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Marketing Strategy of Coles Express Inc.

Discuss Marketing Strategy of Coles Express Inc. within the Marketing Management forums, part of the PUBLISH / UPLOAD PROJECT OR DOWNLOAD REFERENCE PROJECT category; Statistics: Wholly Owned Division of Roadway Services, Inc. Incorporated: 1917 Employees: 400 Sales: $41 million SICs: 4213 Trucking Except Local; ...



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Marketing Strategy of Coles Express Inc.
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Marketing Strategy of Coles Express Inc. - December 15th, 2010

Wholly Owned Division of Roadway Services, Inc.
Incorporated: 1917
Employees: 400
Sales: $41 million
SICs: 4213 Trucking Except Local; 6719 Holding Companies, Not Elsewhere Classified; 5012 Automobiles & Other Motor Vehicles; 7538 General Automotive Repair Shops

Company History:

Coles Express Inc. is a comprehensive motor transportation and trucking service operating in the New England region of the United States. The company was purchased by Roadway Services in 1993, as a part of that company's efforts at geographic and service expansion through acquisition. In 1995, Coles Express was providing trucking services throughout Massachusetts, Connecticut, Rhode Island, Maine, Vermont, New Hampshire, New Jersey, New York, Pennsylvania, Maryland, Delaware, and along the Atlantic Coast of Canada.

The company was founded in 1917 by Allie Cole. Cole had left his home in Lowell, Maine, at the age of ten, realizing that his widowed mother could not support him and his several sisters and brothers on her washer-woman salary. Cole found employment as a farm hand, a stable boy, and, in 1910 when he was 17, as a baggage and freight handler at the Enfield, Maine, railroad station. According to Galen Cole's Allie Cole: A Maine Pioneer, one day Cole found himself helping a businessman lower a 600-pound load from the dock of the railroad to a horse-drawn wagon. Since this was against the normal operating rules of the railroad, the young man was harshly reprimanded. Bristling at the rebuke, and especially irritated at the railroad's attitude of not encouraging good customer treatment, Cole decided to quit his job and start his own company.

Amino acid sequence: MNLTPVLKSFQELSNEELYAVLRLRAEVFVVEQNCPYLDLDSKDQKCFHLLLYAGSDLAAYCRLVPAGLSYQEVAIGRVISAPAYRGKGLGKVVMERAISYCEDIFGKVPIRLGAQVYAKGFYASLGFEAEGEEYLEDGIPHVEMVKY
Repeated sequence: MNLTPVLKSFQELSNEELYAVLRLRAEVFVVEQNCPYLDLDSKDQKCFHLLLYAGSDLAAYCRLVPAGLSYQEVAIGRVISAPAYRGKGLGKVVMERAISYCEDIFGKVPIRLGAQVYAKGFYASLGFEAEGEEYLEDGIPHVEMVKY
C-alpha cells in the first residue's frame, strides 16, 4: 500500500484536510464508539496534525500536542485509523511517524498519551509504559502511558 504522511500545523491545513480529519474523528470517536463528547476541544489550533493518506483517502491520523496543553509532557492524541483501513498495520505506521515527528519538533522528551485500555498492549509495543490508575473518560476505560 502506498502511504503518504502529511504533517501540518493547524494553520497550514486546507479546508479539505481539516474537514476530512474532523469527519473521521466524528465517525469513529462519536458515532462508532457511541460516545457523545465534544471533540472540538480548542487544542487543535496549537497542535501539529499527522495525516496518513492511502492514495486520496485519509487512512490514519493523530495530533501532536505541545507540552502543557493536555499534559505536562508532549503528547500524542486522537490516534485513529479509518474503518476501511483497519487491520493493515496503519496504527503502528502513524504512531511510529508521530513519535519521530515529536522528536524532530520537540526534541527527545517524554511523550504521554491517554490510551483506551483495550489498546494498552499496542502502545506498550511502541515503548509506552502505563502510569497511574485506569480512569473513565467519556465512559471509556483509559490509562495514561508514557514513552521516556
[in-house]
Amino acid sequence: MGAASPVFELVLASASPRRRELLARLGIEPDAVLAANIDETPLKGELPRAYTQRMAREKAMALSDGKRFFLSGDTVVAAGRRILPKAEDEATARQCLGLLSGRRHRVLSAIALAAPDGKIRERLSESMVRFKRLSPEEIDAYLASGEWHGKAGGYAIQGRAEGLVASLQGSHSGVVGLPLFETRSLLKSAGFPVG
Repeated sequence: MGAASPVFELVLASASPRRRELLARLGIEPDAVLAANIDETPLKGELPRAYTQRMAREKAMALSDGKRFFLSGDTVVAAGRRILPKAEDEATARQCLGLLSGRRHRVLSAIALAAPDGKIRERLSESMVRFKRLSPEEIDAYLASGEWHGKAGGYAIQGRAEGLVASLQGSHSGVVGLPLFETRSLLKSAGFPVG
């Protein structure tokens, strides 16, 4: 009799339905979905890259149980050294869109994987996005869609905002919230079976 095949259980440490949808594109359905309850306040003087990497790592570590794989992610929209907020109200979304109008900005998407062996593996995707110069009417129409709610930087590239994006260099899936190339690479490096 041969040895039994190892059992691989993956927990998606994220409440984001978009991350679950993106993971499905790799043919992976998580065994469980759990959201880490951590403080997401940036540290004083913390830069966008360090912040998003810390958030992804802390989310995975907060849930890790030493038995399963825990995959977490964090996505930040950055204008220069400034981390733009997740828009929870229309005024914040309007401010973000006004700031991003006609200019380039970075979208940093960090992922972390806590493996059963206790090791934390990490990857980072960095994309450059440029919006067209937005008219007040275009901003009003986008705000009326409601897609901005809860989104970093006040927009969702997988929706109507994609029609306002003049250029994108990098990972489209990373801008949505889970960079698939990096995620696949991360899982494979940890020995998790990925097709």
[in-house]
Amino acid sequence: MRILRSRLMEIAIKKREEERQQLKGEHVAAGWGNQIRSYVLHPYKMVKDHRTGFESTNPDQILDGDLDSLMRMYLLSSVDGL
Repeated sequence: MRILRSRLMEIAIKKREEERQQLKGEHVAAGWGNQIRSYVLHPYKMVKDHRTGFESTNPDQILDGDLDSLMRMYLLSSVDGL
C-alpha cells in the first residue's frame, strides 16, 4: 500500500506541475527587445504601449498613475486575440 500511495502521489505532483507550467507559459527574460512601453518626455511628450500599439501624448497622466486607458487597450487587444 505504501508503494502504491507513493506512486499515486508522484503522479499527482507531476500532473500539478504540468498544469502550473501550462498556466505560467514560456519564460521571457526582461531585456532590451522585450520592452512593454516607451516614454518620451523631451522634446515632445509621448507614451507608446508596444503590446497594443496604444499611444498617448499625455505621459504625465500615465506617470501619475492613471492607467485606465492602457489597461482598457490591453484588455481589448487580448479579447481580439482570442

An opportunity presented itself when the U.S. Mail contract offered a bid for delivery between the railroad station at Enfield and the adjacent towns of Burlington, Lowell, Saponac, and Grand Falls. Cole won the contract and established his own firm, Coles Express. The new business venture blossomed, and by 1919 Cole had made enough money to purchase a Model T Ford for the delivery of mail and other packages. This modernization greatly impressed his customers since the delivery time was reduced to a fraction of what it took using horse transportation.

Soon Cole began to augment his mail route income by transporting lumbermen to and from the railroad station. Not long afterwards, Cole started a trucking and passenger service from Enfield to Bangor, Maine, about 30 miles away. After returning from an express run to and from Bangor, Cole decided that his business would benefit by moving to the larger city, so in 1925 he packed up his wife and four children and relocated to what would become the headquarters of Coles Express for many years.